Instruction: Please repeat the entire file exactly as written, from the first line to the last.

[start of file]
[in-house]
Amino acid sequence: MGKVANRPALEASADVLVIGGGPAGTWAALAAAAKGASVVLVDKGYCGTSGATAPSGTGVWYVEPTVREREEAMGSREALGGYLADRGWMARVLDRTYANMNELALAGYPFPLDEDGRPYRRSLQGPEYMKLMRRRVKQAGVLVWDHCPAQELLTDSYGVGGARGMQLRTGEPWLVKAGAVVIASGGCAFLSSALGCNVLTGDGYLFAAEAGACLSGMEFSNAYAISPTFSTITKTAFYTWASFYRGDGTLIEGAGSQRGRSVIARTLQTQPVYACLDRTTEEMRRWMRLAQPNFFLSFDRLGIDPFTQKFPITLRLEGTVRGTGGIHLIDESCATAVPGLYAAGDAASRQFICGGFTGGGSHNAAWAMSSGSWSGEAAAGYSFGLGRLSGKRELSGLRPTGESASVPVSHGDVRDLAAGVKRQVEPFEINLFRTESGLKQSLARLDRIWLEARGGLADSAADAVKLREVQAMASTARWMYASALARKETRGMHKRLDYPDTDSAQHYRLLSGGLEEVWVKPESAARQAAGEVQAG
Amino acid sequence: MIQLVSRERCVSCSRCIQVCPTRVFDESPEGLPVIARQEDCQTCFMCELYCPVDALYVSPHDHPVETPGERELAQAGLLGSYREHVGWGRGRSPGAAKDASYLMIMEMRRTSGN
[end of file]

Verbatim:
[in-house]
Amino acid sequence: MGKVANRPALEASADVLVIGGGPAGTWAALAAAAKGASVVLVDKGYCGTSGATAPSGTGVWYVEPTVREREEAMGSREALGGYLADRGWMARVLDRTYANMNELALAGYPFPLDEDGRPYRRSLQGPEYMKLMRRRVKQAGVLVWDHCPAQELLTDSYGVGGARGMQLRTGEPWLVKAGAVVIASGGCAFLSSALGCNVLTGDGYLFAAEAGACLSGMEFSNAYAISPTFSTITKTAFYTWASFYRGDGTLIEGAGSQRGRSVIARTLQTQPVYACLDRTTEEMRRWMRLAQPNFFLSFDRLGIDPFTQKFPITLRLEGTVRGTGGIHLIDESCATAVPGLYAAGDAASRQFICGGFTGGGSHNAAWAMSSGSWSGEAAAGYSFGLGRLSGKRELSGLRPTGESASVPVSHGDVRDLAAGVKRQVEPFEINLFRTESGLKQSLARLDRIWLEARGGLADSAADAVKLREVQAMASTARWMYASALARKETRGMHKRLDYPDTDSAQHYRLLSGGLEEVWVKPESAARQAAGEVQAG
Amino acid sequence: MIQLVSRERCVSCSRCIQVCPTRVFDESPEGLPVIARQEDCQTCFMCELYCPVDALYVSPHDHPVETPGERELAQAGLLGSYREHVGWGRGRSPGAAKDASYLMIMEMRRTSGN